Well, technically we're still in winter. But while the standard four seasons are pretty useful, since they basically describe the cycle of temperatures and are used consistently around the world, they don't necessarily match our lived experience. For instance, in the tropics people usually talk about the dry & wet seasons, with the west season in northern Australia often broken into "monsoon buildup" and "monsoon", which have quite different weather patterns.
In Sydney, I personally tend to divide the year into about five seasons:
- Winter is basically a month long, in July, since it really doesn't get that cold here. Farewell, winter!
- Spring goes from about August to October. This is the sunny time of year, when the chance of rain is lowest. The mornings are crisp and clear and the weather is getting warmer, but the really hot days are uncommon. It can be quite windy, too, when the fronts come through. This season seems to be warming the fastest at the moment, with quite a lot of spring heatwaves in recent years.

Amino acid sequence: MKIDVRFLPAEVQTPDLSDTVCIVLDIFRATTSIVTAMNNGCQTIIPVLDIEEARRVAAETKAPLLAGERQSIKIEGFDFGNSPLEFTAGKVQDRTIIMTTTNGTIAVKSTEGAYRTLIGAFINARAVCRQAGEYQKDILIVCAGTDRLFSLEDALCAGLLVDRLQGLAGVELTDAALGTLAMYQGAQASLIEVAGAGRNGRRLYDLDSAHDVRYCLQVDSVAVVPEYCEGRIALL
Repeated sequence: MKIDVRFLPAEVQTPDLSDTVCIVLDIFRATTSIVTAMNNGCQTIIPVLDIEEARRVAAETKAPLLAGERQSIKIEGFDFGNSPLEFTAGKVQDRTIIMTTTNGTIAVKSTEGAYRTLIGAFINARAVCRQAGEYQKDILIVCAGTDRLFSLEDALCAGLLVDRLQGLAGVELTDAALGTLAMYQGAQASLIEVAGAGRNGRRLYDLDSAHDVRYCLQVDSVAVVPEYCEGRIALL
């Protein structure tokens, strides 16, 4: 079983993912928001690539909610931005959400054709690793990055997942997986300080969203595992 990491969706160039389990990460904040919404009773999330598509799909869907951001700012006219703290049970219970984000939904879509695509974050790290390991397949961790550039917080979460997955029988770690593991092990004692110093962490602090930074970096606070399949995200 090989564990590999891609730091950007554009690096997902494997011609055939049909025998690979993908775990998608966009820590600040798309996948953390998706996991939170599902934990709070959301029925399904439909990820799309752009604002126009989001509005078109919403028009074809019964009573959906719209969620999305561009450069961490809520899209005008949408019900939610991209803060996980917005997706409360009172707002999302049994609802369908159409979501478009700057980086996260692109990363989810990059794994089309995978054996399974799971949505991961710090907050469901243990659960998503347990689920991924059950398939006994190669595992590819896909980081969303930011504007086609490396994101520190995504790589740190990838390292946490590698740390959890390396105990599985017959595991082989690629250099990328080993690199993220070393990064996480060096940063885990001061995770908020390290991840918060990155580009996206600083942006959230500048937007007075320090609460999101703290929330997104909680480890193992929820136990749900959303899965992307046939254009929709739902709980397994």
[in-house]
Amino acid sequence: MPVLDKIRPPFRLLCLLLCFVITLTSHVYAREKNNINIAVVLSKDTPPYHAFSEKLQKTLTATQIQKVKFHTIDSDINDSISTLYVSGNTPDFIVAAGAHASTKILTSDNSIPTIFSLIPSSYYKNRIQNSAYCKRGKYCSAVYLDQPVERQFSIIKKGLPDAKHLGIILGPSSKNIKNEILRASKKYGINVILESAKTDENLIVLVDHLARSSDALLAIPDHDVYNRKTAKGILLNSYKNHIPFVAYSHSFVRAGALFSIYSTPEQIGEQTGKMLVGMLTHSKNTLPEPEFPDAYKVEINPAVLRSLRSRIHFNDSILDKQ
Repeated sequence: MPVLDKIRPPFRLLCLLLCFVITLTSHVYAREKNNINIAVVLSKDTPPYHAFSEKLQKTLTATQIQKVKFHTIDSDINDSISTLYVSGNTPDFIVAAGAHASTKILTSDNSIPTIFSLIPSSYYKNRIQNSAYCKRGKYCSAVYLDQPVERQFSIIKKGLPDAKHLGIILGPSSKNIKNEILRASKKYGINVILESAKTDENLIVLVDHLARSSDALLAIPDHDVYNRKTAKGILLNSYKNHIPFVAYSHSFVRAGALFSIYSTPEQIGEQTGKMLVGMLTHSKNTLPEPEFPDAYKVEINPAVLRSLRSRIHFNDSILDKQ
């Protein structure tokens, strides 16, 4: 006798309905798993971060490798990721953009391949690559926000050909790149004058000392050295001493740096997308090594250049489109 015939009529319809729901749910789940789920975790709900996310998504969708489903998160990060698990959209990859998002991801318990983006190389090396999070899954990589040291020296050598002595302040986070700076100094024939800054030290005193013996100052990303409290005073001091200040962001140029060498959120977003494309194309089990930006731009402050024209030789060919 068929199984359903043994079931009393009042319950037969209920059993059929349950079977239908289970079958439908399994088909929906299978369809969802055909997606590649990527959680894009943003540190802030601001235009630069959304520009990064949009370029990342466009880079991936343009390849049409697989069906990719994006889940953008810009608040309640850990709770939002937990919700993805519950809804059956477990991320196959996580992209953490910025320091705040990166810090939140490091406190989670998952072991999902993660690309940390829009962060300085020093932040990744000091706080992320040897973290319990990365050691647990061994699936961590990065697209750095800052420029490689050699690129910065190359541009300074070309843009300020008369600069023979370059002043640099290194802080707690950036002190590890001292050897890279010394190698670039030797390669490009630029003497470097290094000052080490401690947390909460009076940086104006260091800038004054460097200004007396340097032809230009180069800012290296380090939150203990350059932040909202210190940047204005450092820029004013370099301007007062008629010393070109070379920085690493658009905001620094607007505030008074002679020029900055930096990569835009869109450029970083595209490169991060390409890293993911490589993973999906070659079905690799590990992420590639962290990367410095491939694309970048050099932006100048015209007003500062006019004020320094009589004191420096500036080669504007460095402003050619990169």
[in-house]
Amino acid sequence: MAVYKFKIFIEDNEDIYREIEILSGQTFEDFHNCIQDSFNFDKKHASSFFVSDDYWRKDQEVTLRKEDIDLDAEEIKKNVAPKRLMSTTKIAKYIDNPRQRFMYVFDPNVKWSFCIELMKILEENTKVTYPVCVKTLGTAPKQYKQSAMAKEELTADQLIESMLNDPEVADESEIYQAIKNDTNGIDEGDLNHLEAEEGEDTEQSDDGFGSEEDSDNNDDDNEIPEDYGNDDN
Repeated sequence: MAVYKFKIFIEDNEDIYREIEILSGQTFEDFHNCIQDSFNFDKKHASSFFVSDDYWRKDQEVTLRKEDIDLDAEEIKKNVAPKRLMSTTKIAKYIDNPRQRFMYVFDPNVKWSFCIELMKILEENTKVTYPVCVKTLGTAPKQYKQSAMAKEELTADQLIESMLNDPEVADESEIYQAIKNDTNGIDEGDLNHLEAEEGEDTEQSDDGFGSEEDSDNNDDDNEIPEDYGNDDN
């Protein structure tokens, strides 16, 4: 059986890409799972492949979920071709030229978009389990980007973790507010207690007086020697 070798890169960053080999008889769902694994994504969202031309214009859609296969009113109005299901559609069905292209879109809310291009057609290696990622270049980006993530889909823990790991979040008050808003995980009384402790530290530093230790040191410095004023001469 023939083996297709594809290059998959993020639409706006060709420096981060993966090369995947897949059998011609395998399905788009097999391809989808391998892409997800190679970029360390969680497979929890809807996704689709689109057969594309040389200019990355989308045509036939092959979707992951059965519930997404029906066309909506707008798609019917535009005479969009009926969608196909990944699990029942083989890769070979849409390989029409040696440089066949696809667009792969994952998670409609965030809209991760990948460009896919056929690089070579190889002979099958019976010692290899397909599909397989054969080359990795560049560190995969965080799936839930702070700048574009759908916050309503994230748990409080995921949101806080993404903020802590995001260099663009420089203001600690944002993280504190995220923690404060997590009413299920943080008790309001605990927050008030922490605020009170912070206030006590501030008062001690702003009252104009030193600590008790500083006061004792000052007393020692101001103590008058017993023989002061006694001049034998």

- Summer goes from November to March, but I think it should be divided into two halves. In "First Summer", for lack of a better name, in November/December, the weather is still mostly fine and sunny, but the chances of really hot weather & thunderstorms are increasing.
- The second half of summer, which could be called "Wet Summer", goes January-March. This is when the weather gets really humid, when cloudy days and thunderstorms are most common, and when the average rainfall & frequency of heavy rain days takes a big step up.
- Finally, Autumn is April-June, but I might call it "East Coast Low season". Rain is still high, with June the wettest month of the year, but it's starting to get cooler. 36% of all days with more than 100 mm of rain occur during this time of year, and it's when most of the really big memorable East Coast Lows have happened.
Pleasingly, my seasons aren't too far from the way the D'harawal people, from just south of Sydney, describe the year, although they break it into six seasons not five and use a number of other factors, like how different plants and animals change throughout the year. They also describe more parts of the year as "cold", which might be a matter of perspective.
There are a lot of different ways to look at seasons, beyond just rain and temperature. How would you break up the year? All the weather & climate data you could possibly need is available from the Bureau's website.